The Emergency of Climate Change: Why Are We Failing to Take Action?
Article first published online: 22 JUN 2009
© 2009 The Society for the Psychological Study of Social Issues
Analyses of Social Issues and Public Policy
Volume 9, Issue 1, pages 205–222, December 2009
How to Cite
Frantz, C. M. and Mayer, F. S. (2009), The Emergency of Climate Change: Why Are We Failing to Take Action?. Analyses of Social Issues and Public Policy, 9: 205–222. doi: 10.1111/j.1530-2415.2009.01180.x
- Issue published online: 24 NOV 2009
- Article first published online: 22 JUN 2009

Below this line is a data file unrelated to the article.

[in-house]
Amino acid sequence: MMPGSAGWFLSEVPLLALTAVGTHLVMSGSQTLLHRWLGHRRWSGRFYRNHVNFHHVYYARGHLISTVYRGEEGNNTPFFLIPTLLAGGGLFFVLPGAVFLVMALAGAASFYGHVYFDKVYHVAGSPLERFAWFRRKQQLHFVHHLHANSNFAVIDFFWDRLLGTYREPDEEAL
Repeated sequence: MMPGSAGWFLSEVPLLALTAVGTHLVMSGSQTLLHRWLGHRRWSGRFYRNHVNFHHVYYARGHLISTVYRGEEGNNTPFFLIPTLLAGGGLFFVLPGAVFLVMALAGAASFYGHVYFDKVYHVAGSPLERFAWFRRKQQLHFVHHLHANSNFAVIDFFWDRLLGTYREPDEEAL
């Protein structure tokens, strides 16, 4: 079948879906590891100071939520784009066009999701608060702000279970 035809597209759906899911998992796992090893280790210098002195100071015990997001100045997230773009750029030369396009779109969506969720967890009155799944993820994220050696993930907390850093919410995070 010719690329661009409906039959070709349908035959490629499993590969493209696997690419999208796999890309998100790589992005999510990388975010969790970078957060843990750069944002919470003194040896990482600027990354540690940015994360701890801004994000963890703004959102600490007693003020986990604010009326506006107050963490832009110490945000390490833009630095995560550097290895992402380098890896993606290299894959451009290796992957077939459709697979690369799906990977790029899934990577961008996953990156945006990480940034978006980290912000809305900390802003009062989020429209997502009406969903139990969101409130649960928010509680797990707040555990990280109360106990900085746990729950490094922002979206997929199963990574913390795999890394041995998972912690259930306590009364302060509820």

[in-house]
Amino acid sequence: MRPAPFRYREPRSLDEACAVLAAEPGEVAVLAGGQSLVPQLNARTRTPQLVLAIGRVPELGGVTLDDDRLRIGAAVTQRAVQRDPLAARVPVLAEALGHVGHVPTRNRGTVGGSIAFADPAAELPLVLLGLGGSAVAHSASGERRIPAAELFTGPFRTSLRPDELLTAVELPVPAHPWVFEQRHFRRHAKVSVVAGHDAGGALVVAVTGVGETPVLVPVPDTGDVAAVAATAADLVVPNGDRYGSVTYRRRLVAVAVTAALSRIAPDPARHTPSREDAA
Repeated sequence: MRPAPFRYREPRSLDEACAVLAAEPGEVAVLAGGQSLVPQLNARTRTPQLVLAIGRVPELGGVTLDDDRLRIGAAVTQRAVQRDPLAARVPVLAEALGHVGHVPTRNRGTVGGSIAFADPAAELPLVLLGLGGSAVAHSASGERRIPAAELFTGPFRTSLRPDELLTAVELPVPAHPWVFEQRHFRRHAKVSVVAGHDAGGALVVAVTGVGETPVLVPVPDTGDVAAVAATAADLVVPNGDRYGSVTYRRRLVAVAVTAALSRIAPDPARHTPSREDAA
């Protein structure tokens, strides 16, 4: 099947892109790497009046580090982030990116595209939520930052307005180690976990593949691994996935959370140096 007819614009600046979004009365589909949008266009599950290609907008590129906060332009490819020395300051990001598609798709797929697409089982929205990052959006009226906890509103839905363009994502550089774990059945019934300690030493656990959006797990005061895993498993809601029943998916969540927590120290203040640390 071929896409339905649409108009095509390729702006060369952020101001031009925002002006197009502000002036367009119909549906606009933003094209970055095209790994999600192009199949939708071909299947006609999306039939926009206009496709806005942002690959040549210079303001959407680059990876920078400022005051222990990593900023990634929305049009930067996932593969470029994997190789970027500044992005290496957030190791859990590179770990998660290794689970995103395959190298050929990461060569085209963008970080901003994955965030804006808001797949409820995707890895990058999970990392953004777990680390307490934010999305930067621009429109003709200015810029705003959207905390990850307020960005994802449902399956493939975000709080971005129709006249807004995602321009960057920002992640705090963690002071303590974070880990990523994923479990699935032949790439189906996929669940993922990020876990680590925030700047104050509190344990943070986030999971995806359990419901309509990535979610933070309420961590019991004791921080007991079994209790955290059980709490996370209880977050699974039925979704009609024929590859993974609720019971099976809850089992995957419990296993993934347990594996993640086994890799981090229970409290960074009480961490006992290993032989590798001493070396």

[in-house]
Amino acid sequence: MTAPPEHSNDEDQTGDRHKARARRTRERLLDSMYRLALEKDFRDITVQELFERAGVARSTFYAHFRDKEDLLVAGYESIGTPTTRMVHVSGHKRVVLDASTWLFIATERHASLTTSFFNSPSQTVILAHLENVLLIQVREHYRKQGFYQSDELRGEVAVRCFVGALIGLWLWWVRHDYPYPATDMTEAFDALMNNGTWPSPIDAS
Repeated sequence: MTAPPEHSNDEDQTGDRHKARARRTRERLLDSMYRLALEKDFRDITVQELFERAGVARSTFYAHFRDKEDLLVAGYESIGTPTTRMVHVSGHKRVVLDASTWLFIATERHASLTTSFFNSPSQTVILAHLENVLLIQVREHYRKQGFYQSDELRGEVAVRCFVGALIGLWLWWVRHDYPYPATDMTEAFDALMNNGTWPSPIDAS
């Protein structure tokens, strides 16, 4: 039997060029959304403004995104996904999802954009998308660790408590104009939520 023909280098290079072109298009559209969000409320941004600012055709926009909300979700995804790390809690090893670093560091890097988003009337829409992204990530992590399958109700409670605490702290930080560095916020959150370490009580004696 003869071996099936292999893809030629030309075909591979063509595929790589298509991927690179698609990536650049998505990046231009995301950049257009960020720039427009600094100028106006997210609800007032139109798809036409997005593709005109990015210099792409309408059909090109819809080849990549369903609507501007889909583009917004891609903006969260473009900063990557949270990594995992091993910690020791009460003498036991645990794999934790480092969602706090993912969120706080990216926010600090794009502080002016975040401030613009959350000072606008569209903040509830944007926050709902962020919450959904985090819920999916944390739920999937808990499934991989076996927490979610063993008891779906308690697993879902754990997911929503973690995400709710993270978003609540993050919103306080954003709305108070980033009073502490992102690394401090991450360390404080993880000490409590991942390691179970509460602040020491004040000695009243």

Latane and Darley developed a five-stage model to understand why people do and do not help other people in emergency situations. We extend their five-stage model to explore why people do and do not take action against climate change. We identify the factors that make climate change difficult to notice and ambiguous as an emergency; we explore barriers to taking responsibility for action; and we discuss the issues of efficacy and costs versus benefits that make action unlikely. The resulting analysis is useful on two levels. For educators and policy makers, the model suggests the most efficacious approaches to galvanizing action among U.S. citizens. For social scientists, the model provides a valuable framework for integrating research from diverse areas of psychology and suggests fruitful avenues for future empirical research.